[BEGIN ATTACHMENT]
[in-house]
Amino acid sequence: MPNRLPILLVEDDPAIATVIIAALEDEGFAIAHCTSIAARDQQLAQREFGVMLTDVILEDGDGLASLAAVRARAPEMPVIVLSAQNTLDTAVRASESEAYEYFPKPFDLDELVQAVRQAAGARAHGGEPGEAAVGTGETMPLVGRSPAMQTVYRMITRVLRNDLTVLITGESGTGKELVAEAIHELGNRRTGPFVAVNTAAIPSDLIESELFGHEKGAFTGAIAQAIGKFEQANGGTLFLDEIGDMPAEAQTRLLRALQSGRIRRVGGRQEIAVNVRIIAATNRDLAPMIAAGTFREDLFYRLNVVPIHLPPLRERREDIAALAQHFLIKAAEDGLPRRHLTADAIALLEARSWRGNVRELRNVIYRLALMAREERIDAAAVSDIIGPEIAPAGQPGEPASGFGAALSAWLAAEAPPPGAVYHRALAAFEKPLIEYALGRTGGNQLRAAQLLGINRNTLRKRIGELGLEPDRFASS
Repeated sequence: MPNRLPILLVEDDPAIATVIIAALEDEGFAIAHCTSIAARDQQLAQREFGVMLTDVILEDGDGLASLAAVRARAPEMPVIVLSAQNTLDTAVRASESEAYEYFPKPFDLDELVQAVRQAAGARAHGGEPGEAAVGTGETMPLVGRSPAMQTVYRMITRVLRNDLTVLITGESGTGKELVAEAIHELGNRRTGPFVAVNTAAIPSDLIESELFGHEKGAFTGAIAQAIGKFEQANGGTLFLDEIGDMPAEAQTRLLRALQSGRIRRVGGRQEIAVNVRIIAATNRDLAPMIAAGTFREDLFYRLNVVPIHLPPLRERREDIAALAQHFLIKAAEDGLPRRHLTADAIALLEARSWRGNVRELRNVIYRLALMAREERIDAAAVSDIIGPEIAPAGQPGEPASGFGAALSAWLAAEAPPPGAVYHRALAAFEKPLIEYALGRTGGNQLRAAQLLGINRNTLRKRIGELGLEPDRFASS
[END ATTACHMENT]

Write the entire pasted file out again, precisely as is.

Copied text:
[in-house]
Amino acid sequence: MPNRLPILLVEDDPAIATVIIAALEDEGFAIAHCTSIAARDQQLAQREFGVMLTDVILEDGDGLASLAAVRARAPEMPVIVLSAQNTLDTAVRASESEAYEYFPKPFDLDELVQAVRQAAGARAHGGEPGEAAVGTGETMPLVGRSPAMQTVYRMITRVLRNDLTVLITGESGTGKELVAEAIHELGNRRTGPFVAVNTAAIPSDLIESELFGHEKGAFTGAIAQAIGKFEQANGGTLFLDEIGDMPAEAQTRLLRALQSGRIRRVGGRQEIAVNVRIIAATNRDLAPMIAAGTFREDLFYRLNVVPIHLPPLRERREDIAALAQHFLIKAAEDGLPRRHLTADAIALLEARSWRGNVRELRNVIYRLALMAREERIDAAAVSDIIGPEIAPAGQPGEPASGFGAALSAWLAAEAPPPGAVYHRALAAFEKPLIEYALGRTGGNQLRAAQLLGINRNTLRKRIGELGLEPDRFASS
Repeated sequence: MPNRLPILLVEDDPAIATVIIAALEDEGFAIAHCTSIAARDQQLAQREFGVMLTDVILEDGDGLASLAAVRARAPEMPVIVLSAQNTLDTAVRASESEAYEYFPKPFDLDELVQAVRQAAGARAHGGEPGEAAVGTGETMPLVGRSPAMQTVYRMITRVLRNDLTVLITGESGTGKELVAEAIHELGNRRTGPFVAVNTAAIPSDLIESELFGHEKGAFTGAIAQAIGKFEQANGGTLFLDEIGDMPAEAQTRLLRALQSGRIRRVGGRQEIAVNVRIIAATNRDLAPMIAAGTFREDLFYRLNVVPIHLPPLRERREDIAALAQHFLIKAAEDGLPRRHLTADAIALLEARSWRGNVRELRNVIYRLALMAREERIDAAAVSDIIGPEIAPAGQPGEPASGFGAALSAWLAAEAPPPGAVYHRALAAFEKPLIEYALGRTGGNQLRAAQLLGINRNTLRKRIGELGLEPDRFASS